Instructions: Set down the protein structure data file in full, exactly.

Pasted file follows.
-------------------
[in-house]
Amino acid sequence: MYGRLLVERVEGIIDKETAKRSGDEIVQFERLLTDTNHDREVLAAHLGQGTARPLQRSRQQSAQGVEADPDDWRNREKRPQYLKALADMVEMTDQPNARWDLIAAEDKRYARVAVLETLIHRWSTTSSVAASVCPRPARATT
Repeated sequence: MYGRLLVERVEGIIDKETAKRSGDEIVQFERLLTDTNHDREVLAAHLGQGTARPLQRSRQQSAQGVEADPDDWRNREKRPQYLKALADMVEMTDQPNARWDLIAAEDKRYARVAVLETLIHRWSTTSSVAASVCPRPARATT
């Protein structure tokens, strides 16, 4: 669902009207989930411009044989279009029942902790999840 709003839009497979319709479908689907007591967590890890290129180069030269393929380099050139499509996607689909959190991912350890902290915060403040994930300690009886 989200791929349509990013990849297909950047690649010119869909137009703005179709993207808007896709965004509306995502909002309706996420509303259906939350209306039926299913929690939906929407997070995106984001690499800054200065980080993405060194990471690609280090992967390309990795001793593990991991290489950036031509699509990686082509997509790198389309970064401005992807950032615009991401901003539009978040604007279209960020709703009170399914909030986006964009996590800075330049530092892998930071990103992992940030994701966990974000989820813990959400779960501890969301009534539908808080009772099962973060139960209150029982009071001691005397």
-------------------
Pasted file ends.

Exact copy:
[in-house]
Amino acid sequence: MYGRLLVERVEGIIDKETAKRSGDEIVQFERLLTDTNHDREVLAAHLGQGTARPLQRSRQQSAQGVEADPDDWRNREKRPQYLKALADMVEMTDQPNARWDLIAAEDKRYARVAVLETLIHRWSTTSSVAASVCPRPARATT
Repeated sequence: MYGRLLVERVEGIIDKETAKRSGDEIVQFERLLTDTNHDREVLAAHLGQGTARPLQRSRQQSAQGVEADPDDWRNREKRPQYLKALADMVEMTDQPNARWDLIAAEDKRYARVAVLETLIHRWSTTSSVAASVCPRPARATT
């Protein structure tokens, strides 16, 4: 669902009207989930411009044989279009029942902790999840 709003839009497979319709479908689907007591967590890890290129180069030269393929380099050139499509996607689909959190991912350890902290915060403040994930300690009886 989200791929349509990013990849297909950047690649010119869909137009703005179709993207808007896709965004509306995502909002309706996420509303259906939350209306039926299913929690939906929407997070995106984001690499800054200065980080993405060194990471690609280090992967390309990795001793593990991991290489950036031509699509990686082509997509790198389309970064401005992807950032615009991401901003539009978040604007279209960020709703009170399914909030986006964009996590800075330049530092892998930071990103992992940030994701966990974000989820813990959400779960501890969301009534539908808080009772099962973060139960209150029982009071001691005397």